Genetics and family history of heart disease. If one ore more members of your family had a heart attack early in life (before age 55 for men and before age 65 for women), this may add to your heart disease risk.

Central Obesity. The criteria for central obesity include a waist measurement above 40 inches for men and above 35 inches for women. Heart disease risk is elevated with this level of belly fat because it tends to increase levels of LDL (bad cholesterol) and the particular type of blood fat that may be deposited inside your blood vessel walls.

Abnormal lipid (cholesterol) levels. High levels of LDL cholesterol may lead to narrowing and hardening of the arteries which can impede blood flow from the heart to all the parts of the body. Triglycerides are another type of blood fat and may raise your risk of heart disease when levels are too high. Low levels of HDL (good cholesterol) may increase heart disease risk because HDL cholesterol removes deposits from inside your blood vessels, keeping them clear for blood flow.
High Blood Pressure. High blood pressure, or hypertension means your heart is working extra hard to pump blood and this added strain over time can cause damage to your blood vessels, eyes, and kidneys and lead to a higher risk of heart attack and stroke.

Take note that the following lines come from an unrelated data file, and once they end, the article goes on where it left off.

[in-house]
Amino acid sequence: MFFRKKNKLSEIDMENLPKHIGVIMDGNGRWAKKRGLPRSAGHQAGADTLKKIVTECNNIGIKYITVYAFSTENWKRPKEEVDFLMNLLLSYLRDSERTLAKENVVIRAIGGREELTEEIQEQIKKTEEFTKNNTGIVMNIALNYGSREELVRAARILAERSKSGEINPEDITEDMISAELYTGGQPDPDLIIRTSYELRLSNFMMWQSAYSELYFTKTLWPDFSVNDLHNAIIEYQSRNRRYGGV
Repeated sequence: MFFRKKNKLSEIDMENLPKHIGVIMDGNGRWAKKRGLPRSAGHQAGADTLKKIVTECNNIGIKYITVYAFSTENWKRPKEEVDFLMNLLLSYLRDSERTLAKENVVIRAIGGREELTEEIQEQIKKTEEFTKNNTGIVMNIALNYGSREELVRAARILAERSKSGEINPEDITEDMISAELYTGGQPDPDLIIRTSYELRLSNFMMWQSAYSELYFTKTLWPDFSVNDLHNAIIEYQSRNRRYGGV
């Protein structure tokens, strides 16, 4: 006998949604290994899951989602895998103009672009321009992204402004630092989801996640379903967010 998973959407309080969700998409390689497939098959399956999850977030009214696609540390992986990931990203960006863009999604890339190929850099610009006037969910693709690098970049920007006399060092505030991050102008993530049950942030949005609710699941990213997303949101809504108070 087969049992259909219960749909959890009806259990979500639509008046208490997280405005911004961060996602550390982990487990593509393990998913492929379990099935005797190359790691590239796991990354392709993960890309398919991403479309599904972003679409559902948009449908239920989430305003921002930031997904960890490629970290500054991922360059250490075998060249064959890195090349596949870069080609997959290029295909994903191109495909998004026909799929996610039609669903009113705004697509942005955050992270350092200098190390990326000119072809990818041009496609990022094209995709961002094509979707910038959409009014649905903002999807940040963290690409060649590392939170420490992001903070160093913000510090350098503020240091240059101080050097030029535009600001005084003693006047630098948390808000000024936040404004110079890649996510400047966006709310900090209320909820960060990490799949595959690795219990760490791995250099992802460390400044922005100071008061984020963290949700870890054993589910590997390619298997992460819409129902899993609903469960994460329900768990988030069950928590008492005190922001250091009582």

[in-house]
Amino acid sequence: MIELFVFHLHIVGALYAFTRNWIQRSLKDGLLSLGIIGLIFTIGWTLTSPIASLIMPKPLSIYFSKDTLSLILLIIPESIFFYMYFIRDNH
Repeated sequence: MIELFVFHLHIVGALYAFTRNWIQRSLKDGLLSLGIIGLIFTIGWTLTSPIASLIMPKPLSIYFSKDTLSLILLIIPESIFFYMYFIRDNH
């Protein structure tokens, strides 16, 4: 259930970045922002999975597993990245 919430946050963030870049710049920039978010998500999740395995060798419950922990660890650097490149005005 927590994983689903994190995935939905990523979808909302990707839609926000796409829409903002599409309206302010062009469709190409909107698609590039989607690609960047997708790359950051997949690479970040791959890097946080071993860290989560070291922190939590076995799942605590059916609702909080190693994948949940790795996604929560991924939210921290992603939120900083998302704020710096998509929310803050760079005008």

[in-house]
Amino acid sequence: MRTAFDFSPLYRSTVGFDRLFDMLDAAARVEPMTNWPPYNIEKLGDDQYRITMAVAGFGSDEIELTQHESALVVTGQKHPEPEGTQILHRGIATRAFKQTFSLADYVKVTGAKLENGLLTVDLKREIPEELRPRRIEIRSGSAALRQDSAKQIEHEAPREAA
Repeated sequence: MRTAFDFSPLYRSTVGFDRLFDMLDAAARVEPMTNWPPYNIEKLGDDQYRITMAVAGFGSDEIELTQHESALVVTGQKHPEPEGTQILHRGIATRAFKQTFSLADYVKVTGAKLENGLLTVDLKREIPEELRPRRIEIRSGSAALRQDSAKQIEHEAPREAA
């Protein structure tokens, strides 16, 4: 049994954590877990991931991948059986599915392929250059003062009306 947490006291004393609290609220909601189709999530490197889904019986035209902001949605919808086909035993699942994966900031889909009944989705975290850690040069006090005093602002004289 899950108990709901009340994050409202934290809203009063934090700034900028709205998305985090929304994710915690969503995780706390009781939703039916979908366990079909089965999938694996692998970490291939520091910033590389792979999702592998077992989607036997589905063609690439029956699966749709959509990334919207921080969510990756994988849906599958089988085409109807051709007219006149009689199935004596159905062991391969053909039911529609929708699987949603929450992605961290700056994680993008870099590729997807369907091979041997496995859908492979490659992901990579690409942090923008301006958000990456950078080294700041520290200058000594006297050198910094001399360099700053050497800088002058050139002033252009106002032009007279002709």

Smoking. Smoking doubles your risk for heart disease. Smoking and having diabetes both can narrow your blood vessels over time so removing smoking as a factor is very helpful. Smoking also affects eye health and can damage blood vessels in the legs, adding to your risk of amputation.

Lifestyle Habits Help Lower Heart Disease Risk


The good news is there are many things we can do to lower our risk for heart disease. Positive lifestyle habits can all contribute to better management of diabetes and many heart disease risk factors. Here is a list of things you can do to lower your heart disease risk according to the World Heart Federation.

Manage your blood sugar. Managing your blood sugar levels can help you lower your risk of a heart disease event by 42% and lower your risk of a heart attack, stroke, or death by heart disease by 57%. You can also lower your overall heart disease risk by between 33% and 50%.
Control your lipid (cholesterol) levels. By keeping blood fat, or cholesterol levels in their healthy range, you may lower heart disease complications by 20% to 50%. A healthy diet and physical activity can keep cholesterol levels in a healthy range.
Maintain a healthy weight. Losing weight or maintaining a healthy weight can both be a tremendous help to diabetes management and lower your risk for heart disease.
Eat a healthy diet. A healthy diet can not only support a healthy weight but also your blood cholesterol levels, blood sugar levels, and blood pressure. This is considered one of the most powerful things you can do for heart health.
Don’t smoke. Not smoking or ceasing to smoke will lower your heart disease risk.
Manage blood pressure. Blood pressure can be managed by a healthy diet, exercise, and medication.
Exercise. A healthy heart requires regular exercise to help keep it fit. Physical activity supports “your blood pressure, blood lipid levels, blood glucose levels, blood clotting factors, the health of your blood vessels and inflammation, which is powerful promoter of cardiovascular disease.”
Manage stress. Stress can cause a lower blood flow to the heart, which can help cause it to beat irregularly and can raise your risk of blood clots. Managing stress is another integral part of managing heart disease risk.